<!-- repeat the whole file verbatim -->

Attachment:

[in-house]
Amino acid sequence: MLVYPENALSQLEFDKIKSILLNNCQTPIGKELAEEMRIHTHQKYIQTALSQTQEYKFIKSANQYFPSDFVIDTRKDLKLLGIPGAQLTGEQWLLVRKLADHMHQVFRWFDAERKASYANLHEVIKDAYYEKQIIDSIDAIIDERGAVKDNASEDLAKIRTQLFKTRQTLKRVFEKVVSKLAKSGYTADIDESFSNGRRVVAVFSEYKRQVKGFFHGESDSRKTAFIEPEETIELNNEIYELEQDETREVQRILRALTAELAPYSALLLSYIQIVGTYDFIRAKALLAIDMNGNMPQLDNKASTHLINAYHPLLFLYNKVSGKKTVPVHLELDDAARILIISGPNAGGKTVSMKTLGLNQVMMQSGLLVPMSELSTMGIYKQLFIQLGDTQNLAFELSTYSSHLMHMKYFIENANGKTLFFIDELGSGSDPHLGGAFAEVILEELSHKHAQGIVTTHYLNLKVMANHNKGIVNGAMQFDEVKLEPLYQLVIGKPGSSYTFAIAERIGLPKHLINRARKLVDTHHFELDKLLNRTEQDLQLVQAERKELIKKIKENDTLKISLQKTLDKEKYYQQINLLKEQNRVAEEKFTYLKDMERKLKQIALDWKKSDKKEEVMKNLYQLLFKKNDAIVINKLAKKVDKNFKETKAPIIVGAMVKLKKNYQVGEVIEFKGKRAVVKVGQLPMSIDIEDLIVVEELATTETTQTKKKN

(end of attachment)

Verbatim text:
[in-house]
Amino acid sequence: MLVYPENALSQLEFDKIKSILLNNCQTPIGKELAEEMRIHTHQKYIQTALSQTQEYKFIKSANQYFPSDFVIDTRKDLKLLGIPGAQLTGEQWLLVRKLADHMHQVFRWFDAERKASYANLHEVIKDAYYEKQIIDSIDAIIDERGAVKDNASEDLAKIRTQLFKTRQTLKRVFEKVVSKLAKSGYTADIDESFSNGRRVVAVFSEYKRQVKGFFHGESDSRKTAFIEPEETIELNNEIYELEQDETREVQRILRALTAELAPYSALLLSYIQIVGTYDFIRAKALLAIDMNGNMPQLDNKASTHLINAYHPLLFLYNKVSGKKTVPVHLELDDAARILIISGPNAGGKTVSMKTLGLNQVMMQSGLLVPMSELSTMGIYKQLFIQLGDTQNLAFELSTYSSHLMHMKYFIENANGKTLFFIDELGSGSDPHLGGAFAEVILEELSHKHAQGIVTTHYLNLKVMANHNKGIVNGAMQFDEVKLEPLYQLVIGKPGSSYTFAIAERIGLPKHLINRARKLVDTHHFELDKLLNRTEQDLQLVQAERKELIKKIKENDTLKISLQKTLDKEKYYQQINLLKEQNRVAEEKFTYLKDMERKLKQIALDWKKSDKKEEVMKNLYQLLFKKNDAIVINKLAKKVDKNFKETKAPIIVGAMVKLKKNYQVGEVIEFKGKRAVVKVGQLPMSIDIEDLIVVEELATTETTQTKKKN